Introduction: Robo-Limpets

This is a project to build a robo-limpet, which is a temperature sensor made from an iButton and a limpet shell of about 5 cm in length and 1 cm deep. These devices are designed to approximate and measure the temperature that living limpets experience in areas wherever the sensor is placed. Since limpets primarily live in rocky intertidal areas, these sensors are waterproof and durable enough to last several months in the pounding surf.  I did this project as a part of my master's thesis where the sensors were used to compare the differences in temperature on opposing sides of large boulders. This work almost exactly follows the design developed by Fernando Lima, Ph.D., which was published in the following open access article:

Lima, F.P., and D.S. Wethey. 2009. Robolimits: measuring intertidal body temperatures using biomimetic loggers. Limnology and Oceanography: Methods 7:347-353.

Step 1: Disassemble the IButtons

Using 4" end nipper pliers, snip a little bit of the rounded edge of the iButton in 8 places. Then use the pliers to peal back the edge of the outer casing, making sure you don't damage the circuit board.  Once the casing is completely pealed back the cap will fall off and the entire sensor along with its battery can be removed. Discard the casing after recording the serial number off the cap.

Step 2: Remove Circuit Board and Solder

Slide the circuit board out of the sensor before doing any soldering. I didn't do this with my first one and I'm pretty sure the heat destroyed the sensor. The heat doesn't seem to affect the battery though, so, I left it inside the plastic frame.

I then soldered some small sections of wire which I took out of an old phone cord.  There are three contacts.  The left is negative, the middle is positive and the right is the I/O contact.  I soldered these wires to the negative and I/O contacts.  See the Lima & Wethey article for an excellent depiction of this.

Step 3: Solder on Constantan Wire

Trim down the wires and solder on some longer sections of constantan wire.  The constantan is necessary to resist corrosion when the robo-limpet is exposed to saltwater.  

Once cooled, slide the circuit board back into place.

Step 4: Drill Holes in Shell

Using a Dremel high speed cutter (#569), drill two holes in the posterior end (flatter side) of the limpet shell.  These holes should be just big enough to slide the constantan wire through.

Step 5: Fit Sensor to Shell

Now fit the sensor into the shell.  I started by sliding the constantan wires through the hole, and marked their position once they were in far enough for the entire sensor to fit inside.  Then slide the wires back out and use pliers to bend them at approximately 90-100 degree angle.  Bending them while they are inside the shell will probably break the shell.

Everything should fit inside and nothing should stick out beyond the depth of the shell. It may same some adjustment of the wires and a couple times I had to re-solder them.

Now is a good time to test the temperature sensors to make sure they still work.

To test the sensor, use a pair of alligator clips connected to a phone wire which then connects to a RJ-11-to-USB adapter.  These adapters can be purchased from most suppliers of iButtons.  Here, I connected the alligator clips to the red and green wires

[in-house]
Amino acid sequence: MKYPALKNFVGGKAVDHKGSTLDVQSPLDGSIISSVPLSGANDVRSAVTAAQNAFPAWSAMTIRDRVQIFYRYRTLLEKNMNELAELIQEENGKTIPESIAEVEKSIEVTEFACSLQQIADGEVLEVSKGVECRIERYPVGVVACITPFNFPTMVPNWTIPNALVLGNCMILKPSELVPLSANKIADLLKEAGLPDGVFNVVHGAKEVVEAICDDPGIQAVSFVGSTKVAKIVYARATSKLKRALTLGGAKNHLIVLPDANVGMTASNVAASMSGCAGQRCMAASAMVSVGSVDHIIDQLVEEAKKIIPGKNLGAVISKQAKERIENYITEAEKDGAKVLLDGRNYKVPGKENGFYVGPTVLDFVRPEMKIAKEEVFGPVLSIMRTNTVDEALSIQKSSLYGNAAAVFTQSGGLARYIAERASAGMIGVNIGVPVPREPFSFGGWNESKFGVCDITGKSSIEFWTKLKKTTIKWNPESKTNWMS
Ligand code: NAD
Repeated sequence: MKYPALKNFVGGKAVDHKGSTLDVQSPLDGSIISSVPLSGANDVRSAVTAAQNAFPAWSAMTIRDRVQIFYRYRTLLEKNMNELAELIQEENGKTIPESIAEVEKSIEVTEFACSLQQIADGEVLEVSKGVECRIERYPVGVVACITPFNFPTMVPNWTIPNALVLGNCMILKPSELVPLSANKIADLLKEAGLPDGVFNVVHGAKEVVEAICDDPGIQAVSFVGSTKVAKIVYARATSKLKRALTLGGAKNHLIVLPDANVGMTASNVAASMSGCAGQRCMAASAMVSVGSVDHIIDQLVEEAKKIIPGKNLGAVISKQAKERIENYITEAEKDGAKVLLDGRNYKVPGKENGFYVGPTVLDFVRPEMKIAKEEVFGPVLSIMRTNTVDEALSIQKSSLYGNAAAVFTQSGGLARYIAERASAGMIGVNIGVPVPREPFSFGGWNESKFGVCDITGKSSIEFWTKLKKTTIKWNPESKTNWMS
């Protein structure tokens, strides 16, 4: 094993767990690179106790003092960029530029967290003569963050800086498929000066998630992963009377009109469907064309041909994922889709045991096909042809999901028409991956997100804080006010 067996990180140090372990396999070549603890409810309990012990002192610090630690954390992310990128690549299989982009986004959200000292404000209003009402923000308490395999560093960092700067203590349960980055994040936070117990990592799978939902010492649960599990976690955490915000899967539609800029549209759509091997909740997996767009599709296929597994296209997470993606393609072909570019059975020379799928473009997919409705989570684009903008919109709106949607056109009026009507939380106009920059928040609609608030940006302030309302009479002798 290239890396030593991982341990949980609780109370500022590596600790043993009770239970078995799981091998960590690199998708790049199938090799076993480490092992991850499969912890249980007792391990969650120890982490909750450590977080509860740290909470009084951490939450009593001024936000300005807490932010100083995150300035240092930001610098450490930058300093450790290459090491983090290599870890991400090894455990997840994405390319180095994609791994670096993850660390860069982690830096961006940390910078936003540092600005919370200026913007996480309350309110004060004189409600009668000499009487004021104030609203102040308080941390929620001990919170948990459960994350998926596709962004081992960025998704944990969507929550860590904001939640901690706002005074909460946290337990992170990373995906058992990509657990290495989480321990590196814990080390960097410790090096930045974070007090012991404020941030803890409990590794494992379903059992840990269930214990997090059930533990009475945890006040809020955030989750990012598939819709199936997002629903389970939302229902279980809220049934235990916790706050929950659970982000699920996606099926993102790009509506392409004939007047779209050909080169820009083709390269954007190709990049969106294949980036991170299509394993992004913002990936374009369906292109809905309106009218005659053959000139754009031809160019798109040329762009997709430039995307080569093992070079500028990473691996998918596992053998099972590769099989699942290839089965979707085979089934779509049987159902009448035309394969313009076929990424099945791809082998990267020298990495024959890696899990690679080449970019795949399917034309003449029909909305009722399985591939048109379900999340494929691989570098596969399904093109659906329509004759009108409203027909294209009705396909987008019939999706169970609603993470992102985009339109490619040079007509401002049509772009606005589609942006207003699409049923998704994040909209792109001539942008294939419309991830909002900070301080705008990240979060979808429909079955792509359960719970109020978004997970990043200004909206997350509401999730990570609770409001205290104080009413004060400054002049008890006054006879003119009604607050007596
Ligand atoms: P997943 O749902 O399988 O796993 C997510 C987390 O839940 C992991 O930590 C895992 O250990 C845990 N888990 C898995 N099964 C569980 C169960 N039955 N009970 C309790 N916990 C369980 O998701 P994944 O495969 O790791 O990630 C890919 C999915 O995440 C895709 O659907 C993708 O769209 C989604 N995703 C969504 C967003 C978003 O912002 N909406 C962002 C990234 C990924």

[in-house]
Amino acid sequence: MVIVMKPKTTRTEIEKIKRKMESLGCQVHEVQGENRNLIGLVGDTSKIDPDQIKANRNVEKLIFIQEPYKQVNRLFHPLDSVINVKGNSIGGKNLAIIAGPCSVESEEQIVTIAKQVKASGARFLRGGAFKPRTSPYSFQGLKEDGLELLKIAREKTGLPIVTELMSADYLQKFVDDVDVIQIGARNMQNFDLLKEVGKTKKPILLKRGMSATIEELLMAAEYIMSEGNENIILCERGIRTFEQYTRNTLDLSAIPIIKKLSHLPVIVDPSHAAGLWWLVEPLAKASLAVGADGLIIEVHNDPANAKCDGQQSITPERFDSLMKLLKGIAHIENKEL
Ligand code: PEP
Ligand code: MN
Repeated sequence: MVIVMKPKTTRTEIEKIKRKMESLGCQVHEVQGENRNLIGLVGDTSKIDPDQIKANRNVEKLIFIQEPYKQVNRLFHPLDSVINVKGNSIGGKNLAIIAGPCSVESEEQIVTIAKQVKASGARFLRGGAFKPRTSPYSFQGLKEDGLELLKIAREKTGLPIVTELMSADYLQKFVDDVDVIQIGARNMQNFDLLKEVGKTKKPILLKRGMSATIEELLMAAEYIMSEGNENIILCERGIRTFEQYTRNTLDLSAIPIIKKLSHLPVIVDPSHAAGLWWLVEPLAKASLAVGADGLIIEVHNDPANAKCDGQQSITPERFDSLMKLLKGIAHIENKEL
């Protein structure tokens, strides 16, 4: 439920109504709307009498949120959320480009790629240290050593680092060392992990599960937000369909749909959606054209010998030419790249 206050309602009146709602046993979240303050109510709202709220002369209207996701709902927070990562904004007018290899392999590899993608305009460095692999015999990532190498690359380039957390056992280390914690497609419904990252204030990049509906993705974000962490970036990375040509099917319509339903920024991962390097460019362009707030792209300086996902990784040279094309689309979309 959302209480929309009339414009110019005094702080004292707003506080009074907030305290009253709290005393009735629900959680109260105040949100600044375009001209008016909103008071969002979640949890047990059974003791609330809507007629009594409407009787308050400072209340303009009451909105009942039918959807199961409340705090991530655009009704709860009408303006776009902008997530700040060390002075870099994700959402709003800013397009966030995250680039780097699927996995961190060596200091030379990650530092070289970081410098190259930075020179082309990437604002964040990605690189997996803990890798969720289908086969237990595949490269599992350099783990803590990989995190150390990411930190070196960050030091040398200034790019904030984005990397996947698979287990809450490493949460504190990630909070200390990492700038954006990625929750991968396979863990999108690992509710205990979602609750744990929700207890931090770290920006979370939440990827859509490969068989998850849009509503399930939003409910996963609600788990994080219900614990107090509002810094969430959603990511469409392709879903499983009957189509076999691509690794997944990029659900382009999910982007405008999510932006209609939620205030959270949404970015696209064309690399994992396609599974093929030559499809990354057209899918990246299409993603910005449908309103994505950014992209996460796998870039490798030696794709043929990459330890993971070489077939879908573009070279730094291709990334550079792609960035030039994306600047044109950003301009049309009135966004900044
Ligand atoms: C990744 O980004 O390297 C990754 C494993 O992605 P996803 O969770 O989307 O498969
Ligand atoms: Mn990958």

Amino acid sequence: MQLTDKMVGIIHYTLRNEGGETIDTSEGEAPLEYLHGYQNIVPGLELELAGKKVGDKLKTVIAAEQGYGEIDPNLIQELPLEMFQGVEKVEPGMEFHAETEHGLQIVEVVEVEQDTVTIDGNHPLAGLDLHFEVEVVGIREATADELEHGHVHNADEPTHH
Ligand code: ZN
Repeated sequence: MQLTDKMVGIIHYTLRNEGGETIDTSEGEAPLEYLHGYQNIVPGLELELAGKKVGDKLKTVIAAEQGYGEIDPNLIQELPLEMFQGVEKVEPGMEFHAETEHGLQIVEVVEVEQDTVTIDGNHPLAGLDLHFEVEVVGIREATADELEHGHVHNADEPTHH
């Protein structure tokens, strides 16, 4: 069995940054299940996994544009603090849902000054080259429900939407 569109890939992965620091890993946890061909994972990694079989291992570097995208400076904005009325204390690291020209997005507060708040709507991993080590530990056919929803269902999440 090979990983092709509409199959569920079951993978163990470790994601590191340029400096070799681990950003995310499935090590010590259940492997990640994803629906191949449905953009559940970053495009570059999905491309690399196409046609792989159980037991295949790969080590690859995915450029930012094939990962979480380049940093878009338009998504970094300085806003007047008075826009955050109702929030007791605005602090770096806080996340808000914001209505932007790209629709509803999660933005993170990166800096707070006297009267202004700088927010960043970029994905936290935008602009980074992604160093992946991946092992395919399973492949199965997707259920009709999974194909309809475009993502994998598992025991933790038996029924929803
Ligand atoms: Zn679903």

Step 6: Pouring the Scotchcast

Now for the fun part.

Prop the limpet shells on their back, toothpicks worked just fine here to make sure they stay level.  The constantan electrodes also  helped to support and keep the edge of the shell level.

Mix 3M Scotchcast 2130 Flame Retardant Compound as specified on the package.
Clearly, its easy to make a huge mess with this stuff.  Two main lessons learned:
    1) Before mixing, the scotchcast has the consistency of cold molasses.  After mixing, it warms up and is viscous like oil coming out of a warm engine.
         When you're ready to pour, I recommend cutting a fairly small hole in the scotchcast  to give you more control over the pouring process.
     2) Although purchasing the larger 21.7 oz bag may make economic sense, you will probably only need the 7.6 oz bag for every 10-15 of these sensors.

Fill the shells completely and be sure nothing is protruding through the scotchcast.

Since I made a mess of things, I had to scrape off a lot of scotchcast that had gotten onto the outside of the shells.

Let them sit overnight and verify that the sensors still work in the morning.  All 10 of the sensors I poured here, worked just fine when it was done.

Step 7: Deploying Robo-limpets

Make sure you are familiar with and meet any permitting requirements for your state or area before doing this part.

Once they are ready to deploy, use A-788 Z-Spar Splash Zone Compound to attach the sensor to a boulder.  I used a paint stirrer to mix about a tablespoon of part A and part B of the Z-spar in a little disposable container.  The Z-spar was then applied to the bottom of the robo-limpet using my fingers while wearing a glove.  I used enough Z-spar to cover the entire bottom of the shell, then pushed it into place on the boulder.

I scrapped away any excess using a popsicle stick.

To download the data, just attach the alligator clips to the robo-limpet and the USB adapter to a laptop.

Step 8: Bye

Bye for now.
If you have any questions, please feel free to ask.

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    Hi, thanks for this instructable and video. I was looking for tips on how to change the iButton's battery without damaging the interior. This was helpful.


    Reply 9 years ago on Introduction

    Thanks. Other grad students kept asking me for tips on how to do it, even though I told em that I followed your paper exactly. Awesome video.